The chambers judge concluded that liability could not be established as a common issue and that an aggregate monetary claim could not be tried as a common issue. The chambers judge also concluded that the plaintiffs' claim for unjust enrichment, constructive trust, and waiver of tort which sought disgorgement of the defendants' allegedly wrongful gains from DRAM sales, did not eliminate the need for common proof that an overcharge on DRAM was passed through to the indirect purchasers in the Class.
On appeal, Justice Smith noted that the court below had set the bar for the plaintiff too high and that it was sufficient on a certification motion to show "only a credible or plausible methodology," which the plaintiff had done through its expert's proposed reliance on regression analysis. The Court found that for the purposes of certification, the expert economic evidence submitted by the plaintiff was sufficient to show that the existence and amount of the defendants' alleged wrongful benefit (receipt of the overcharge) was a common issue, and noted that "the dispute here is over whether total gain or loss can be determined as a practical matter on the particular facts of this case. Those facts have not yet been fully developed and it was therefore premature of the chambers judge to reject [the plaintiffs' expert's] opinion."
The Court of Appeal found that although the chambers judge "concluded damage in the form of loss or deprivation resulting from the respondents' wrongful conduct is an element of each class member's claim in this case," in fact, "damage may not be an element of the appellant's restitutionary claims in unjust enrichment, constructive trust and waiver of tort." The Appeal Decision notes that the point has not been settled as matter of law, but that there is authority that liability on these claims "might be established without proof of loss"-that is, upon showing only that the defendants (a) engaged in wrongful conduct and (b) benefitted from same.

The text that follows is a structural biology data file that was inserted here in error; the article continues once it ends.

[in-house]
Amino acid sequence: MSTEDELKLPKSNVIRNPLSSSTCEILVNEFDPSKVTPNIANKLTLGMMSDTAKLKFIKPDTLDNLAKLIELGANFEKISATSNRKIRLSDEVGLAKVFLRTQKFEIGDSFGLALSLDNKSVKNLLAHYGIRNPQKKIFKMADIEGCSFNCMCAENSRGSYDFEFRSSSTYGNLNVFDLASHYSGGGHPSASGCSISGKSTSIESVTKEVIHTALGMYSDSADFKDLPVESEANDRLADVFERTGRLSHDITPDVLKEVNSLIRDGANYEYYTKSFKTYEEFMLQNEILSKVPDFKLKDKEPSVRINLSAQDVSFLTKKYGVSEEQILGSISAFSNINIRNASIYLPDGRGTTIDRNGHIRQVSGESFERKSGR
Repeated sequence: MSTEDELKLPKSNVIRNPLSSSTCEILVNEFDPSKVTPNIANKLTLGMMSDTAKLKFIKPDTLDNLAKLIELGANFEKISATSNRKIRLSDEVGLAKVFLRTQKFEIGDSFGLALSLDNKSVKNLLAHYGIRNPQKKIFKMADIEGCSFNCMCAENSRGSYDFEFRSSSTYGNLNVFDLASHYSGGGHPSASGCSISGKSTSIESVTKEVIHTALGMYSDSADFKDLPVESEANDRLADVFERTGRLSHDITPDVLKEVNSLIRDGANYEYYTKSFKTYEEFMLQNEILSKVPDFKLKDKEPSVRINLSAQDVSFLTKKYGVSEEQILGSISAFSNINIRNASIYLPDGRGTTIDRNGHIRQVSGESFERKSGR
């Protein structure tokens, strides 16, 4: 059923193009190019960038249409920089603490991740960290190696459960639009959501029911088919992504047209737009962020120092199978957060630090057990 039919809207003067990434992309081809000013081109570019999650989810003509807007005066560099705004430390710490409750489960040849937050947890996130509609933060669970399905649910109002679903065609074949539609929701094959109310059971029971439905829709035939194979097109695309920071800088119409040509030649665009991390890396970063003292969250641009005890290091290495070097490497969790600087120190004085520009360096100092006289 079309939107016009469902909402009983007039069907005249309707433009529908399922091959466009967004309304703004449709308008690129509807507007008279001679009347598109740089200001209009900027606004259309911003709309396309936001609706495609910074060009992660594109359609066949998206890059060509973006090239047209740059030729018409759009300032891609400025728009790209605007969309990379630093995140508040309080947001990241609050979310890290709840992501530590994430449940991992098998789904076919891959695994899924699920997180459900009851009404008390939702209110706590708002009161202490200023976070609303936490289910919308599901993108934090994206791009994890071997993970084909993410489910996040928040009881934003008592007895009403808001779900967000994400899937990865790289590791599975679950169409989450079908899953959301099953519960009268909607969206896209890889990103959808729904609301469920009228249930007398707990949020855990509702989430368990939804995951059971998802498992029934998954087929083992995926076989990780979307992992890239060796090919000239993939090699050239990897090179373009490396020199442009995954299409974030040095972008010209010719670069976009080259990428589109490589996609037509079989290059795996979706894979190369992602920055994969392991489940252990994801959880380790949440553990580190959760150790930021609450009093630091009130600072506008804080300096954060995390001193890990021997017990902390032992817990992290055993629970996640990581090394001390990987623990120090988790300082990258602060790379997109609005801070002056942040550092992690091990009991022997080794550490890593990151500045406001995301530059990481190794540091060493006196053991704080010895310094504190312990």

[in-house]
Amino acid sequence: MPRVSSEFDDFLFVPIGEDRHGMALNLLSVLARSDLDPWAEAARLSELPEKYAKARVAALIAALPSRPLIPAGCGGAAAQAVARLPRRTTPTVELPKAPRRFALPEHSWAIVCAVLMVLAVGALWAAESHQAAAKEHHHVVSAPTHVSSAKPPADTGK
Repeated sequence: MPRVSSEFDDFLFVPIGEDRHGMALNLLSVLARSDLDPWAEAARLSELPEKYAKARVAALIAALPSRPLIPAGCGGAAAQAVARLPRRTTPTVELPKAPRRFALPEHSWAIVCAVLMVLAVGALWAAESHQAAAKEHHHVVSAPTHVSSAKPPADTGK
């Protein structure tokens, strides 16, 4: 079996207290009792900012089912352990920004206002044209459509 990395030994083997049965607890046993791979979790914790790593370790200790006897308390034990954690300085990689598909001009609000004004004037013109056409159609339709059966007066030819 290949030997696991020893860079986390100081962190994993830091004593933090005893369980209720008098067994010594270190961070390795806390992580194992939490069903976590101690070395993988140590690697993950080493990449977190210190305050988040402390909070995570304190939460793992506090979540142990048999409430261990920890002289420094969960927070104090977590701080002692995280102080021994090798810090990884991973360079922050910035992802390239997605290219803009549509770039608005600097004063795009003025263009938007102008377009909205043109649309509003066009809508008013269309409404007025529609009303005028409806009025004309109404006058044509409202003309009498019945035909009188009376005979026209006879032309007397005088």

The Court of Appeal also found that in refusing to certify an "aggregate monetary award" as a common issue, the chambers judge had "misapprehended" the British Columbia Court of Appeal's earlier decision in Knight v. Imperial Tobacco Company, 2006 BCCA 235 (Knight). Although the chambers judge found that the issue in Knight was "whether the aggregation provisions could be used to calculate and allocate damages after liability was already established," the Court of Appeal held that Knight "affirmed the certification of an aggregate monetary award under the CPA as a common issue in a claim for disgorgement of the benefits of the defendants' wrongful conduct without an antecedent liability finding - rather, the aggregate assessment would establish concurrently both that the defendant benefited from its wrongful conduct and the extent of the benefit."
Notably, the B.C. Court of Appeal specifically refused to address the "state of the law in Ontario in regard to whether aggregate monetary awards can be the subject of a common issues trial," and whether two decisions by the Court of Appeal for Ontario - Chadha v Bayer, (2003) 223 D.L.R. (4th) (Ont. C.A.) (Chadha) and Markson v. MBNA,  85 O.R. (3d) 321 (C.A.) (Markson)-are at odds. Instead, the Court noted that the Knight case "settles the point" in B.C.